VAT consequences of sale-and-lease-back during COVID-19

Analysis

VAT consequences of sale and lease back during COVID-19

Deloitte Real Estate - VAT-related attention points for the seller.

Would you like to know more about the VAT consequences of sale-and-lease-back under COVID-19 circumstances? As the pandemic is affecting the liquidity of many companies, Real Estate investors can increase their liquidity position by selling their business assets and lease them back. In this article, Deloitte Real Estate will focus on the most critical VAT-related attention points for the seller.

Authors: Kevin van Lierop and Maud Verscheijden

The supply of a building is in principle exempt from VAT, unless it concerns a building site or building no later than two years after it has been taken into first use. In that case, the supply is taxed with VAT at the standard rate of 21%. In all other cases, there is in principle a VAT exempt supply, but the parties can, under certain conditions, opt for a VAT taxable supply.

VAT supply: Yes or no?

For VAT purposes, it is regarded a supply if the right to dispose of the immovable property as owner is transferred to another. The question has arisen as to whether, in a sale-and-lease-back transaction, the right to dispose of the good as the owner passes to the buyer. After all, from the moment of delivery, the buyer must rent the immovable property back to the seller.

At the beginning of 2019, the Court of Appeal of The Hague ruled in a case regarding a sale-and-lease-back transaction. A housing association has sold a virtually new complex of leased out homes and parking spaces to a third party and rented it back subsequently. After the transaction, the association continues to (sub)lease the complex to the residential users in the same way, as well as managing the complex. In addition, it has been agreed that the buyer may not proceed to the sale of the homes to a third party without the consent of the stakeholder and that consent will not be given to the buyer in the first 15 years.
The Court of Appeal ruled that under these specific circumstances the right to dispose of as owner has not passed to the buyer. There is therefore no VAT supply. However, the Court of Appeal noted that if there was a VAT-relevant transaction, this would be a VAT-exempt financial performance by the buyer to the association.

Despite the (contractual) agreements between the seller and the buyer that the immovable property could not be disposed of without the consent of the seller, the buyer is indeed able to legally transfer the property. This means that in this case in our view a supply takes place from seller to buyer. This is also the conclusion of the Advocate General in these proceedings. Currently this case is still pending at the Supreme Court.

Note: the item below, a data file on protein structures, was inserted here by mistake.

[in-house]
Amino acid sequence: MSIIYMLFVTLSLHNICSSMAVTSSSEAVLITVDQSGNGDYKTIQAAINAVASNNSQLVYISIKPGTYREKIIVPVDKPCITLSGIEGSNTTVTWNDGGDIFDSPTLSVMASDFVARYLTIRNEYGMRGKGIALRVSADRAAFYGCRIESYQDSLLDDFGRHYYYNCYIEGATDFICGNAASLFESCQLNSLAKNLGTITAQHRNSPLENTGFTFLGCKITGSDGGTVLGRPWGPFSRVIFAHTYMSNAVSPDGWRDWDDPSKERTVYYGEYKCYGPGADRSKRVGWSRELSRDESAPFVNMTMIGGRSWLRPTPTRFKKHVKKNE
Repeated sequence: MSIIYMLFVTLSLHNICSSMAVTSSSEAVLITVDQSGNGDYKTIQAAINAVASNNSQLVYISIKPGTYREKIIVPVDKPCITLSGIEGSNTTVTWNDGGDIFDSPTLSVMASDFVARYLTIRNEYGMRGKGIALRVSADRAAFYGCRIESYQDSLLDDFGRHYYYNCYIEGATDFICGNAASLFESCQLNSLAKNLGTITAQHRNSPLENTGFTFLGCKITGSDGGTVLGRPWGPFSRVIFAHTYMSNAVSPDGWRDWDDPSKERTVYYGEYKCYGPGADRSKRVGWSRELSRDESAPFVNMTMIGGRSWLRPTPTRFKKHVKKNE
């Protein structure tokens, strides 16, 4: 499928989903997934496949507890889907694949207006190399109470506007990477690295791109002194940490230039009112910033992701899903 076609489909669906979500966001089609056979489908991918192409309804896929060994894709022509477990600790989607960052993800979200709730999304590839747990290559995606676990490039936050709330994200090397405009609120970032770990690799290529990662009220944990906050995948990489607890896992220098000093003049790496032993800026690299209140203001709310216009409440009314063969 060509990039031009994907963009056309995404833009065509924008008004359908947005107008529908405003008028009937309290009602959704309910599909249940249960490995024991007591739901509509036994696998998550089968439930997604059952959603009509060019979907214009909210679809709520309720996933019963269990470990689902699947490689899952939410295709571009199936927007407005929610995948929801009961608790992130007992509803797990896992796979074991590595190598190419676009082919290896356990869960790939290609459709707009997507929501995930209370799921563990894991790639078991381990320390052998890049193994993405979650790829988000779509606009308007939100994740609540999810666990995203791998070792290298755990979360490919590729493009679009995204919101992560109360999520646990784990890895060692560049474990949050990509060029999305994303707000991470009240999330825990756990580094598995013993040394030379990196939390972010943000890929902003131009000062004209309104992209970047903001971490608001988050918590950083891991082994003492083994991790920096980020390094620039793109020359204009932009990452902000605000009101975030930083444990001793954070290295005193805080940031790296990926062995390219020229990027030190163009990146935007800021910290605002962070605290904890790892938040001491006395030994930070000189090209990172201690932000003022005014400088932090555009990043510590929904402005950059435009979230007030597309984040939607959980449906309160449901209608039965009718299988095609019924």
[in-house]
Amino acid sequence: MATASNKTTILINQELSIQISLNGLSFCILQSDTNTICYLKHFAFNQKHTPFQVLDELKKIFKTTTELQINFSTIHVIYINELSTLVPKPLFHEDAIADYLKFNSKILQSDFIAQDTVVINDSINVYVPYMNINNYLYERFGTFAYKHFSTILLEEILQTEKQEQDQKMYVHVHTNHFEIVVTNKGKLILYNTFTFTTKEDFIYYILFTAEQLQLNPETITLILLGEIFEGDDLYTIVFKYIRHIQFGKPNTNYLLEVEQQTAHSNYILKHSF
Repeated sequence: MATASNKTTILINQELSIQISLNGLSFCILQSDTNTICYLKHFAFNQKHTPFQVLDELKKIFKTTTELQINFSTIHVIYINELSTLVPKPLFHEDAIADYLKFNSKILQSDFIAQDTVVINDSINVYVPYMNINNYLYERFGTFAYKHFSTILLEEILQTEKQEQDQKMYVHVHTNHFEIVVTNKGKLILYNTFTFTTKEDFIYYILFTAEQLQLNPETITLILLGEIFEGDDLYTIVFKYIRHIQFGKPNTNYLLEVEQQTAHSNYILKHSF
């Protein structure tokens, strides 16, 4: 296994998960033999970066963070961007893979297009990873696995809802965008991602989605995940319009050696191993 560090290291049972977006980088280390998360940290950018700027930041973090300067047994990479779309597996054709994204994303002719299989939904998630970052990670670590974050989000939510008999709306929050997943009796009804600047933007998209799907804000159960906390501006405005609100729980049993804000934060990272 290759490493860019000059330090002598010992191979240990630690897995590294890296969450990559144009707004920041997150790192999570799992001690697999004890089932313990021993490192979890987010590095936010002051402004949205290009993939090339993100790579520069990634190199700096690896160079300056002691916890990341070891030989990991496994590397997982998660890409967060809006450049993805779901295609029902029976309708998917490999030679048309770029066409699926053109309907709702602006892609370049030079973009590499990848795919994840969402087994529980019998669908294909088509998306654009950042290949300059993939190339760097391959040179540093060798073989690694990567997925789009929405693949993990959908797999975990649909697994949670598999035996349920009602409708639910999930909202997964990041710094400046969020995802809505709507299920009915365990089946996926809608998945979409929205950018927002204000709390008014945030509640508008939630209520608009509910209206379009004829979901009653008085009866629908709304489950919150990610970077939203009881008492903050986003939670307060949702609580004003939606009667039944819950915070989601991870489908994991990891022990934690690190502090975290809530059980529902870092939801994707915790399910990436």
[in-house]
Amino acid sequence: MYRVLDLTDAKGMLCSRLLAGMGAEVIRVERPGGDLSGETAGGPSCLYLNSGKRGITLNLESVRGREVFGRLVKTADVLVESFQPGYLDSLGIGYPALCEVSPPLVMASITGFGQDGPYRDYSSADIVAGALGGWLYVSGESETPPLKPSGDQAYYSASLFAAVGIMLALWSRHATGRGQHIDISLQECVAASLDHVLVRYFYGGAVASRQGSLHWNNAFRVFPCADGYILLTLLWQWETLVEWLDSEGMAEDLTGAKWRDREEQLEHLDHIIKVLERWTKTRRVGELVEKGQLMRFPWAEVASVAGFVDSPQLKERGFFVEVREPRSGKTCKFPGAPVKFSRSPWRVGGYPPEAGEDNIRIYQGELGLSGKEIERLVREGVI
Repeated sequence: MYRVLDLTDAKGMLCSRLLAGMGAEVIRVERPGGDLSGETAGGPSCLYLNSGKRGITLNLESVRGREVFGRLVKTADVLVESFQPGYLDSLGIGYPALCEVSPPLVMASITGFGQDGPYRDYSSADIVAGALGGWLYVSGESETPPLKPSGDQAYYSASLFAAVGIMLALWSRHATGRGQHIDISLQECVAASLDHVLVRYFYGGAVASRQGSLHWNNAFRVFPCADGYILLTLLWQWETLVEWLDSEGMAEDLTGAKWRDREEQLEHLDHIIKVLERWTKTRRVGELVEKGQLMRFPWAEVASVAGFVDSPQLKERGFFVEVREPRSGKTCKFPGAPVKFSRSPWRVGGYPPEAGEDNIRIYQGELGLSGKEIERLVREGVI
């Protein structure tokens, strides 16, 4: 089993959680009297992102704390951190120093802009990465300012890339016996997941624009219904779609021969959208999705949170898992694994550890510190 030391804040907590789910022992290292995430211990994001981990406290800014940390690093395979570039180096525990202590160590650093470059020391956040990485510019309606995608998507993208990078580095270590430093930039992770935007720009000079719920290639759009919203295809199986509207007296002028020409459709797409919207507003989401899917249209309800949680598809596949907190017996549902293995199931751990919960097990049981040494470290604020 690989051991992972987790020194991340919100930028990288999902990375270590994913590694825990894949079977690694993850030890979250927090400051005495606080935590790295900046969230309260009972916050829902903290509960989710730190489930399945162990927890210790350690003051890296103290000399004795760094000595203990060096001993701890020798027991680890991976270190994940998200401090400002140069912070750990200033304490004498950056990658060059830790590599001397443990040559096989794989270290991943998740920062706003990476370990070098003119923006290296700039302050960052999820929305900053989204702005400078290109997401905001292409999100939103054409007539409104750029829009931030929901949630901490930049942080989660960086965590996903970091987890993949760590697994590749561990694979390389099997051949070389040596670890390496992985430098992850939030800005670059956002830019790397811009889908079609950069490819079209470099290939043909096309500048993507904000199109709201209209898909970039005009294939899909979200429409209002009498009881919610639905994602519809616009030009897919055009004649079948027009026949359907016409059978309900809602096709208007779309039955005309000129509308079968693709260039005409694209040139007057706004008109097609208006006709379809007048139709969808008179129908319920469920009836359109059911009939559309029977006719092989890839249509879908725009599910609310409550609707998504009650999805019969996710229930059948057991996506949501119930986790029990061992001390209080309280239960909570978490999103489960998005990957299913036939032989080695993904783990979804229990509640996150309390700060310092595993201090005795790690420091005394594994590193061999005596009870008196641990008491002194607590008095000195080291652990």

It will probably rarely happen in practice that the transfer of legal ownership does not also lead to a supply for VAT purposes. Only in very specific situations will there be no supply of immovable property. For example, if the two elements of the sale-and-lease-back qualify as one composite transaction. In that case, according to the Court of Justice, this transaction could qualify as a (VAT-exempt) financial transaction. Especially if banks participate in sale and leaseback transactions, such a form of financing may well be the intention of the parties. However, this intention as such does not seem to us to be sufficient to qualify the supply and leaseback as one composite transaction for VAT purposes.

Transfer of a business

If an immovable property is transferred together with the current lease agreements and these are continued by the buyer, a so-called “transfer of going concern” is considered for VAT. As a result, no VAT is due on the purchase price and the buyer takes the place of the seller for VAT purposes. In our view, a sale-and-lease-back transaction should normally not qualify as a transfer of going concern for VAT purposes because the property is not transferred in leased status. Only a business asset is transferred which after the supply is leased back from the buyer.

Consequences for the right to recover VAT

Barring very exceptional cases, the sale-and-lease-back will lead to a VAT supply of the immovable property from seller to buyer.
If the supply takes place before, on or no later than two years after the immovable property is taken into first use, the supply is subject to VAT. The parties can opt for a VAT taxable supply if the buyer will mainly (at lease 90%) use the immovable property for activities that entitle the buyer to recover VAT (for example, a VAT-taxable lease back to the seller). In the case of a VAT taxable supply, the seller is allowed to recover input VAT on costs incurred in respect of the supply.

A VAT exempt supply might lead to a claw-back of initially reclaimed input VAT in relation to the construction and/or acquisition of the immovable property under the so-called VAT revision scheme. In addition, the seller is not entitled to recover input VAT on deal fees (e.g. advisory fees, legal fees) and the VAT exempt turnover might lead to a lower pro rata VAT recovery ratio for input VAT incurred on general costs.
But what about the consequences for the buyers in these transactions?

Interested in learning more?

Stay tuned for the next release of this Deloitte trilogy on www.deloitte.nl/bps, which will take the point of view for buyers and VAT in sale-and-lease-back transactions (Part 3). This final release will conclude the Deloitte trilogy on VAT consequences of sale-and-lease-back during the pandemic.
In the meantime, find our Deloitte Real Estate brochure here, to learn more about Deloitte Real Estate Services.

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